From today AGL’s proposed gas import terminal in Westernport Bay will be put under the microscope over 10 weeks of public hearings, which community and environment groups say should reveal fatal flaws that stop the project.
The inquiry into AGL’s environment effects statement (EES) will run online from 12 October to 17 December. Community groups have released a media briefing paper to make accessing the hearings and submissions easier.
Environment Victoria campaigns manager Dr Nicholas Aberle said:
“AGL wants to build a massive new fossil fuel development in the heart of an internationally recognised wetland. This controversial project has already received more submissions against it than any other environment assessment in Victorian history.”
“Gas is a polluting, leaky fuel and a major cause of the climate crisis. AGL has failed to justify the need for this project when there are better alternatives, namely developing a plan to reduce gas demand.”
Save Westernport spokesperson Julia Stockigt said:
“Westernport Bay is unique and deserves the highest level of protection. No amount of money could justify its degradation or compensate for its loss.”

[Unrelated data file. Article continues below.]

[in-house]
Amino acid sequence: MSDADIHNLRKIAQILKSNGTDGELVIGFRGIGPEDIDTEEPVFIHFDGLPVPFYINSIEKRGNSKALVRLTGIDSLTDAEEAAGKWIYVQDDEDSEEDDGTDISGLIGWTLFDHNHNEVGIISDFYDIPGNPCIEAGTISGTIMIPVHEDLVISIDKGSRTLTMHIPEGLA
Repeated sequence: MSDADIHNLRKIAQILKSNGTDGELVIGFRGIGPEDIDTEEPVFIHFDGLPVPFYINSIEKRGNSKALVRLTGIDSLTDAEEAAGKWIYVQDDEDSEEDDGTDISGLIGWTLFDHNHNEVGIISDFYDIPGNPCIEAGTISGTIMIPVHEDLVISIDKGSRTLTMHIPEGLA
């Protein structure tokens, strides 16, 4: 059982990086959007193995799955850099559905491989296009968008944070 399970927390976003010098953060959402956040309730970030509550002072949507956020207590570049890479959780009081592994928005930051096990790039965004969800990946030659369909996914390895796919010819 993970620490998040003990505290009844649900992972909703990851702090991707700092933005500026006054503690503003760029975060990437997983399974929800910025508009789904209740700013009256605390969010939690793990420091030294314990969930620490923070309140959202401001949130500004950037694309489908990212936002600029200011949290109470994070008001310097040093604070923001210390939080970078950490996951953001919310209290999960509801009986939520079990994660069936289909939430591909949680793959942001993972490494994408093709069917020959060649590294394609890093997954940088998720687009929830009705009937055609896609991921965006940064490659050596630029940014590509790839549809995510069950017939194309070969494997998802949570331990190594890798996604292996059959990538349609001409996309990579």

“After nearly three years, and dozens of ‘community consultation sessions’, AGL’s shocking plan to permanently close public access to our local beach was only discovered in the fine print of their EES reports. The community has been exasperated by AGL’s lack of transparency.”
Victorian National Parks Association nature campaigner Shannon Hurley said:
“AGL has failed to address potentially major concerns on the impact to sensitive marine wildlife of Westernport Bay, including penguins, whales and wetland habitats.”
“Chlorine discharge and release of toxicants from the project risk turning Westernport Bay into an artificial swimming pool.”
“AGL’s project has the potential to cause severe biological and ecological harm over large areas, which may be irreversible on Westernport’s sensitive globally recognised marine wonderland.”
Phillip Island Conservation Society president Jeff Nottle said:
“This project will cost the Phillip Island economy eco-tourism income and local jobs, but AGL won’t bear or even recognise these costs.”
Westernport & Peninsula Protection Council Secretary Karri Giles said:
“Building the 57km pipeline risks spreading cinnamon fungus, which destroys vegetation, and amphibian chytrid fungus, which kills frogs including the endangered growling grass frog.”
Lawyers from Environmental Justice Australia will be instructing the barristers representing environment groups at the hearings.
The briefer includes essential background information, appearance dates for key experts, how to access the online hearings and contact details for community spokespeople.
Environment Victoria Media and Contents Manager Greg Foyster, email@example.com, 0410879031